Once upon a time, getting into college wasn’t the reason for every high schooler’s existence. Malcolm Gladwell describes his college application process in this insightful essay as nothing more than filling out a simple form. Test scores were, of course, considered, but there were no SAT Subject Tests (called SAT IIs until recently).
Nowadays, many selective universities require applicants to complete at least two of these tests in subjects of their choice. They are one hour in length and grill students on one particular area of study. Engineering majors like myself are frequently required to take one in math and one in either chemistry or physics. Sounds simple, right? Not quite. Due to scheduling difficulties, I found myself faced with taking the SAT Chemistry before taking AP Chem. Self-studying would be the only way to prepare.
This challenge did not arise because of poor planning. During my sophomore year, when trying to decide what classes to take as a junior, I signed up for AP Chem. However, due to scheduling conflicts caused by orchestra and so-called “singleton” classes (those that run during only one period) I was unable to do so. I knew that I was going to have to take the SAT Chemistry, however, so I basically considered myself doomed. I would have to sit for the exam without taking the corresponding class.
I opted to take the exam October of my senior year. If I had taken it the previous June, I wouldn’t have had much time to study due to AP exams. By taking it in the beginning of the year, I figured, I could spend more time studying. And trust me, I did. I procured the book only two weeks before the exam, which, in hindsight, was not really enough time to learn everything I needed. In order to cram in the most efficient manner, I dedicated 2 hours every day to teaching myself. I decided to do this immediately after school in order to avoid the tired half-studying that comes late at night. This dedicated regimen was mostly successful; I was able to study the majority of the book in depth and do most of the practice tests.
Come test day, I was incredibly nervous. What if there was something on the exam that my test book totally missed? I was relying entirely on a copy of Barron’s to propel me to success. In the end, my performance was definitely acceptable. It was not as high as it would have been had I completed AP Chemistry, but considering I taught myself, it was not bad. Although that was certainly not the ideal way to prepare for an SAT II, it worked out in the end. Through my experience, I’ve realized a few things that can help those of you going through a similar situation.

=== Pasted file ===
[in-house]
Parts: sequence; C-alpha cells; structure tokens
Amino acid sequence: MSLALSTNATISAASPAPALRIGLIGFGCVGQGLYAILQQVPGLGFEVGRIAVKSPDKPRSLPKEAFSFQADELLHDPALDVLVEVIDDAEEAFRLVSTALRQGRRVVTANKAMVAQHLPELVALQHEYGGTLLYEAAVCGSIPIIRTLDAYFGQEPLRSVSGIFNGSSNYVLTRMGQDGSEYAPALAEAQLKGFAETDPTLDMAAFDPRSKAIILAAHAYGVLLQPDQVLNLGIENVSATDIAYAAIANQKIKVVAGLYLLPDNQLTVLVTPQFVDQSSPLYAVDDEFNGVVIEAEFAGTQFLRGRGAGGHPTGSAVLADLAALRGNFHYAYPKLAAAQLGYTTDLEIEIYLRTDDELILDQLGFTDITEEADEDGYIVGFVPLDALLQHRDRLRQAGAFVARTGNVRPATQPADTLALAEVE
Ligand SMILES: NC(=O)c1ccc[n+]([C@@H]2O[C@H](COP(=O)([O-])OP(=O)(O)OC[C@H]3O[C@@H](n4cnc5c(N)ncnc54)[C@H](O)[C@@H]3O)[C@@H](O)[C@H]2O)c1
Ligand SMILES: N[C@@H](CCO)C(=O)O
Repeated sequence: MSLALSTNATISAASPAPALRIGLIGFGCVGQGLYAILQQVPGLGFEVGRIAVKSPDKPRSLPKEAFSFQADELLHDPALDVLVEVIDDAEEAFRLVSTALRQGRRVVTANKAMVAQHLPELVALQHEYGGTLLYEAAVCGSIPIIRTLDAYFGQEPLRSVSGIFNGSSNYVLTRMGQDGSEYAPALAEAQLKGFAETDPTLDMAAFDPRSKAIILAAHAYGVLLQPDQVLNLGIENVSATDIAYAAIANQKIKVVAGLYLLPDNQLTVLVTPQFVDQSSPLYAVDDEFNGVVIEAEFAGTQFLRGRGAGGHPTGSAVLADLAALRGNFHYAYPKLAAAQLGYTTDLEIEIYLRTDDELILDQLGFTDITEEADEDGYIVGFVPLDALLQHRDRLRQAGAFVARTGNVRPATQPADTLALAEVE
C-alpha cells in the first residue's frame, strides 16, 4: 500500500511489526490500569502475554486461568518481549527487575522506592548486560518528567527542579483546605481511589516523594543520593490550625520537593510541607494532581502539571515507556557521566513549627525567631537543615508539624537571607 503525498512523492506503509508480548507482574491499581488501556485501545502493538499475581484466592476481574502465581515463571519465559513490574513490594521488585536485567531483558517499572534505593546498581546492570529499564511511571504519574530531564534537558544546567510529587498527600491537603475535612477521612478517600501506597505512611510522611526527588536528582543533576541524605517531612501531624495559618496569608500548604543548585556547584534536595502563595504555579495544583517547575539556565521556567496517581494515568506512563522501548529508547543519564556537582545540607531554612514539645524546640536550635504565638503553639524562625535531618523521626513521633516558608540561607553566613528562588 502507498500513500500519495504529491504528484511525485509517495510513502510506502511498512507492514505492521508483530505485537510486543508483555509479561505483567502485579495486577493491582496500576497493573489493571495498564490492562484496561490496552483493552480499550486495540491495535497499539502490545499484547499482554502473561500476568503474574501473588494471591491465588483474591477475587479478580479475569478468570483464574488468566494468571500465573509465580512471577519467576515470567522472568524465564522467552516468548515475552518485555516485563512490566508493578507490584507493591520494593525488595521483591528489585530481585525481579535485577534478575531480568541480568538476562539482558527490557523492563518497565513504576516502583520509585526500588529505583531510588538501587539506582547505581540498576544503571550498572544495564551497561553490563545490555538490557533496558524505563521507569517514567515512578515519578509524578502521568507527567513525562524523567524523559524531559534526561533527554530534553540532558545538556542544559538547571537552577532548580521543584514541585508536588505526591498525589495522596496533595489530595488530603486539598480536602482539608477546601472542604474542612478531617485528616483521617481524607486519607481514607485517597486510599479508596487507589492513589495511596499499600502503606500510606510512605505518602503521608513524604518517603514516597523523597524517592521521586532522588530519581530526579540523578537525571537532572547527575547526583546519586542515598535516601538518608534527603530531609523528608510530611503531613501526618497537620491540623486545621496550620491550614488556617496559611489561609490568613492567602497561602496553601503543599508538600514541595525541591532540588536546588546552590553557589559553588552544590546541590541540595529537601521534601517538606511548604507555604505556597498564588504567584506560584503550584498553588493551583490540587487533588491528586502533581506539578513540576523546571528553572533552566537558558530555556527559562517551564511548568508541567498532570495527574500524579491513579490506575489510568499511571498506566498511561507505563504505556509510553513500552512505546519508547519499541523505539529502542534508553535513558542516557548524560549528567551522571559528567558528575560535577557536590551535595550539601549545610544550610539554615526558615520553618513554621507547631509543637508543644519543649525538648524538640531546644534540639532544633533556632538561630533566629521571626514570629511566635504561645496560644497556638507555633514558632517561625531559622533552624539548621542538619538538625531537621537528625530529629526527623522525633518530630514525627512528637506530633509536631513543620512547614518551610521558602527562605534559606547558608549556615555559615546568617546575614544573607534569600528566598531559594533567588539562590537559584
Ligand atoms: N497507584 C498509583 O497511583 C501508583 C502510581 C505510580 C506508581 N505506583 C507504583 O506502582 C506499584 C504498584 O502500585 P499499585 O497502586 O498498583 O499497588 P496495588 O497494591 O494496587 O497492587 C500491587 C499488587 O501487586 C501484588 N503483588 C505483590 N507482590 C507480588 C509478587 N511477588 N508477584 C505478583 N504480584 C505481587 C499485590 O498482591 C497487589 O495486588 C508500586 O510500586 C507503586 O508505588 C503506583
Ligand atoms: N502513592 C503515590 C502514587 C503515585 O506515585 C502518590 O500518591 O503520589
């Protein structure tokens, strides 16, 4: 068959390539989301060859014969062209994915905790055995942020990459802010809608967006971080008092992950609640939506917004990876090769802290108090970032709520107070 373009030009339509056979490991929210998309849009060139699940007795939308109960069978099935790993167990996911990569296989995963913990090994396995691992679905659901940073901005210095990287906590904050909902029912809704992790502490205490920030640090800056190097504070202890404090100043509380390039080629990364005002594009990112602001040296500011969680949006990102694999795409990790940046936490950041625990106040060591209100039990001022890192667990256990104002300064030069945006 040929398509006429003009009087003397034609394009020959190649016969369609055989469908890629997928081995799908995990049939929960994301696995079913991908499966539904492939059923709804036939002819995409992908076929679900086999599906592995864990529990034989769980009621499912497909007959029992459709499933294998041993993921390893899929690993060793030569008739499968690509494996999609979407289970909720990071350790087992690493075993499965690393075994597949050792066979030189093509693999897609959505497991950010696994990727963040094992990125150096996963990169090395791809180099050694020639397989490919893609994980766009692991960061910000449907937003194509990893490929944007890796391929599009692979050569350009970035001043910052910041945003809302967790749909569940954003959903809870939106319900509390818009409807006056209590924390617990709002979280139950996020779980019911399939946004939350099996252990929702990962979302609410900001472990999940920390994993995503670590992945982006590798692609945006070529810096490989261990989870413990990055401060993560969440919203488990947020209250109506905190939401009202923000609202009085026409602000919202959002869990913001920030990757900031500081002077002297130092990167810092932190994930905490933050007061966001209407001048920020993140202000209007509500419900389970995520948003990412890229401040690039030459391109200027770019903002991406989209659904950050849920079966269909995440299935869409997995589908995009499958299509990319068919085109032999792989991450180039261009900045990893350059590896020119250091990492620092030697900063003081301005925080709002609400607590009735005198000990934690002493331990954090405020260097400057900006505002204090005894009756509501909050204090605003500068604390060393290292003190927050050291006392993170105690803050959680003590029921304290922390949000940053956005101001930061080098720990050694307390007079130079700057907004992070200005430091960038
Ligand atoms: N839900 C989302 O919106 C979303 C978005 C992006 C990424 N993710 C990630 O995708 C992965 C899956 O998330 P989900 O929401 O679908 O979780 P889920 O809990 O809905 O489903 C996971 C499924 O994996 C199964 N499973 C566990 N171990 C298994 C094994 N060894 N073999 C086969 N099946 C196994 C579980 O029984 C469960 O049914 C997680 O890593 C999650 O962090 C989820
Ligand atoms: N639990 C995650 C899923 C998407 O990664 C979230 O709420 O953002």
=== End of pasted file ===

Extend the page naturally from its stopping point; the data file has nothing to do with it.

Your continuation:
1. Ask for help: I ended up taking AP Chem as a senior, and my teacher could have been a valuable resource. However, I didn’t ask for her assistance, so I didn’t receive it. Your teacher can work with you on difficult concepts and provide you with extra practice materials. Another option is to study with a private tutor, which you can do over a few months before the test.
2. Leave plenty of time: Two weeks simply was not enough time to prepare fully. If possible, take some time in the summer to study. You’ll have less going on, and can focus more fully on the work at hand. Plus, it’s no secret that cramming isn’t the best way to learn. Working over a few months will make sure that the information gets into your head and stays there.
3. Plan strategically: In hindsight, it may have been more beneficial to take the chemistry SAT II at the end of my sophomore year. I took honors chem as a sophomore, so basic concepts would have been fresh in my mind. As a senior, however, I had gone a whole year without chemistry. Because of this, I was forced to review some foundation material that I had forgotten. If possible, schedule your exam for a month that best takes advantage of your existing knowledge on the subject. You’ll need to spend less time studying basic concepts and will fare better because of it.
Ultimately, taking an SAT II without taking the exam is totally doable, but it will require a lot of preparation if you want to score well. However, another thing to consider is that colleges see your schedule and they’ll know that you self-studied. With that in mind, the key to success is committing to a study schedule so that you can test your best.